Next up would be setting up a morning routine. This is a something that I have been doing for years. Mornings have always been my favourite time of the day. I have written a post about the power of the early hours, you can read it here. Morning routines are extremely grounding and comforting. My morning routine always includes meditation, some sort of movement, a shower and moisturizing with coconut oil, delicious organic coffee and a nourishing breakfast that always includes eggs, avocado, butter/ghee/olive oil. Or a bowl of warming oats with added ghee, coconut yoghurt, nuts and seeds. All the fatty good stuff nourishing your brain, hormones and skin whilst also providing you with long lasting energy. Delicious. My movement of choice ranges really from yoga to a quick workout, or just a simple stretch on my yoga mat, but one of my favourites during the summer time is a long beach walk as the sun is rising. When done consistently, these ritualistic practices are a potent form of self love and enable you to welcome the day with total bliss. You’re able to plan out your dairy, tune into how you’re feeling, maybe write some goals and nourish your body. The trick is choosing practices that really make you feel good. Don’t get up at 5 am and go running if you hate running. Do some yoga stretches or a strength workout instead. Don’t make yourself a green smoothie if a warm cooked breakfast is really what makes you glow. And don’t attempt to meditate for half an hour each morning, trying to cultivate a sense of yogic ‘zen’ if you’ve never meditated before, you’ll only frustrate yourself. Start with five minutes of deep breathing before your coffee instead. Do you see what I mean? Find what YOU love, not what you think you SHOULD love. Everyone is different. What will work for one person won’t necessarily work for another. Stay true and be honest with yourself. That’s where the magic lies.

Hypnotherapy is tool number 3. Now I know this is something that not everyone will be open to, nor will everyone have access to but I thought I’d just give it to you guys anyway. I myself am still totally new to it so I’ll report in more depth when I’ve had a little more experience with it. What I can say however is that it is something that totally blew my mind. After my first consult I was blown away as to how you are able to fall into a hypnotic state so quickly. This is a big deal for someone who has a mind that never stops running! That’s all I’ll say on this topic, as I really just don’t know all that much about it. All I know is that it’s incredible.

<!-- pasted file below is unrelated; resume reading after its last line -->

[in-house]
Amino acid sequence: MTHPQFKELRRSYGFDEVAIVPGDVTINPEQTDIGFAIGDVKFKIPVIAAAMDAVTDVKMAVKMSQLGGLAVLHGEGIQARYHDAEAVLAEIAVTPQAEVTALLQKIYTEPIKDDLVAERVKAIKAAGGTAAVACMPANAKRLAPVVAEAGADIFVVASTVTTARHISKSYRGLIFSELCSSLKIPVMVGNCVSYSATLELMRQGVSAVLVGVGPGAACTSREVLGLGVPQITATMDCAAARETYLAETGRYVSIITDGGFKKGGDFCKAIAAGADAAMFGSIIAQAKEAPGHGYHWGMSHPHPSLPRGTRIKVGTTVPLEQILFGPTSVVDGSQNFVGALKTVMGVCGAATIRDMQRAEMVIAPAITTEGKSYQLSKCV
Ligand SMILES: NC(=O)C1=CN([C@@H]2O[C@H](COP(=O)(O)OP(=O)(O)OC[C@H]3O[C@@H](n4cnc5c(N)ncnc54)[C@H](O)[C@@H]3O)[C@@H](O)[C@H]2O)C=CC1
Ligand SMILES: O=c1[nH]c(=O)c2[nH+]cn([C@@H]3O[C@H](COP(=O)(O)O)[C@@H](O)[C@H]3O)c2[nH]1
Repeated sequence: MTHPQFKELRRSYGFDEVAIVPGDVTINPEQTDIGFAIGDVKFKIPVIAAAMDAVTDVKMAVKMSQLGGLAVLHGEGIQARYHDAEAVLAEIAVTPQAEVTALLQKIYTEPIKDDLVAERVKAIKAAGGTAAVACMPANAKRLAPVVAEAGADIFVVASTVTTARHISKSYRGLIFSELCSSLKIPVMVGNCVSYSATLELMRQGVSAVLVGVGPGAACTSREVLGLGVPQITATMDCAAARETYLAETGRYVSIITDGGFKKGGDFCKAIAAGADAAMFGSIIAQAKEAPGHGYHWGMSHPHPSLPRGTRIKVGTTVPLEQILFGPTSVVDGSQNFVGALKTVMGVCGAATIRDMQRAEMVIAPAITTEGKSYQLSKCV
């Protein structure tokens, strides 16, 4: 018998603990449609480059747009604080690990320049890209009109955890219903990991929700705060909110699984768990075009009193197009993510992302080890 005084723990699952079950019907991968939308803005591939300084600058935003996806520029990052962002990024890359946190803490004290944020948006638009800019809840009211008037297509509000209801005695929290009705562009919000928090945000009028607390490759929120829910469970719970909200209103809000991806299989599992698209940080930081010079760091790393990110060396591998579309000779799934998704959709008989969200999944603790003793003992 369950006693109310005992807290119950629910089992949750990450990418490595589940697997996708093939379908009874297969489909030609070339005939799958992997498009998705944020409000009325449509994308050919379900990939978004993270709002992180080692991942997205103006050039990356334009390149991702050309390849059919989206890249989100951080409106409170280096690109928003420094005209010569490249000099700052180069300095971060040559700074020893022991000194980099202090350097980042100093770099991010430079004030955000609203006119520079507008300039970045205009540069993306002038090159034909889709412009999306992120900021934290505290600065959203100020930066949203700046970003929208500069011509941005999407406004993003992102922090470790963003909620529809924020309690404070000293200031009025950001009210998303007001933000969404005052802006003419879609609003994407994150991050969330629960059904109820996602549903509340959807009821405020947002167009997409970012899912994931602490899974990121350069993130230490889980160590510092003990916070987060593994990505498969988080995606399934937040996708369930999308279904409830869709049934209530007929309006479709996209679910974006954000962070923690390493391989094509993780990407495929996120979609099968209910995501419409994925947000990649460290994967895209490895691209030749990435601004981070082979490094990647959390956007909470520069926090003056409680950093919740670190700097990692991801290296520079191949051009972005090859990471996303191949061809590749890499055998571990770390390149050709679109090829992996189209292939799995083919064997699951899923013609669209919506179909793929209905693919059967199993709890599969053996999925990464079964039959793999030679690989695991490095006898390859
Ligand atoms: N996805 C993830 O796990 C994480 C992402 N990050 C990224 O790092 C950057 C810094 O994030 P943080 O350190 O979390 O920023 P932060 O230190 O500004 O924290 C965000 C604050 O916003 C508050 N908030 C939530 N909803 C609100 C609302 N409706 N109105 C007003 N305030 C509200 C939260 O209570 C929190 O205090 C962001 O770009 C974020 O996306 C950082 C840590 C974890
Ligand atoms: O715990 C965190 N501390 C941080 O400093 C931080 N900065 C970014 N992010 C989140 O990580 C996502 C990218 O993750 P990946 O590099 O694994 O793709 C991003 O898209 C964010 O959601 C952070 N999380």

Self-care is another one. The concept of ‘loving yourself’ can sound so unfamiliar. It did to for me. When you are in a constant state of self-criticism, rejection and irrational thinking, the idea of actually comfortably saying ‘I love myself’ literally made me feel all squirmy and awkward. I am still working on it but it gets easier. Mel has become quite the self-care queen. She takes herself out for coffee, out for lunch, to yoga alone, gets regular massages, Ayurvedic appointments etc. I’m a little further behind in my self-care practices, largely because I just didn’t know where to begin. But I am getting there. Slowly, but surely. As I write this I am sitting in one of my favourite coffees, listening to lovely music and sipping my favourite drink. I’m also about to get my hair cut at my favourite salon. An indulgence that I put aside for so long because of internal dialogue that went a little like this – ‘I can’t afford it and my hair is so thin it doesn’t deserve to get cut by someone professional anyway’. I love getting my haircut so here I am, about to do something I love. There, proof I am trotting along my self-care path. For more self love inspiration visit here.

Last but not least is as simple as not putting so much on your plate. Stop trying to jam-pack your days filled with to do’s. Your mental health is far more important than ticking all those things off your list. Although some may thrive off having numerous things in the day to complete, others, like me, cannot handle it. I no longer view this aspect of myself as a sense of weakness or an inability to deal with deadlines. I’ve now adopted the view that for me to thrive and function at my best, I need to allow as much free space in my day as I can. Just a different way of functioning, that’s all. Having two ‘big’ things on in one day works well for me. For example, I can handle a morning shift at work followed by an afternoon at uni but add a dinner party straight from class and that would just throw a spanner in the works. Do you see what I mean? If I can set aside either the morning, afternoon or the evening in my day where I can just have to myself then I know I won’t feel too overwhelmed. It’s a tight balancing act. Maybe it also has something to do with being an introvert – alone time and drawing inwards.

So these are my five tools to deal with stress and anxiety. I hope they are as useful to you as they are to me. I’ve learnt a hell of a lot about myself in the process and as I mentioned earlier, it’s a daily practice. It’s actually taken me years. And sometimes I forget about my own tips, and get caught up in the whole overwhelm of life but hey that’s okay too. We’re human, not perfect.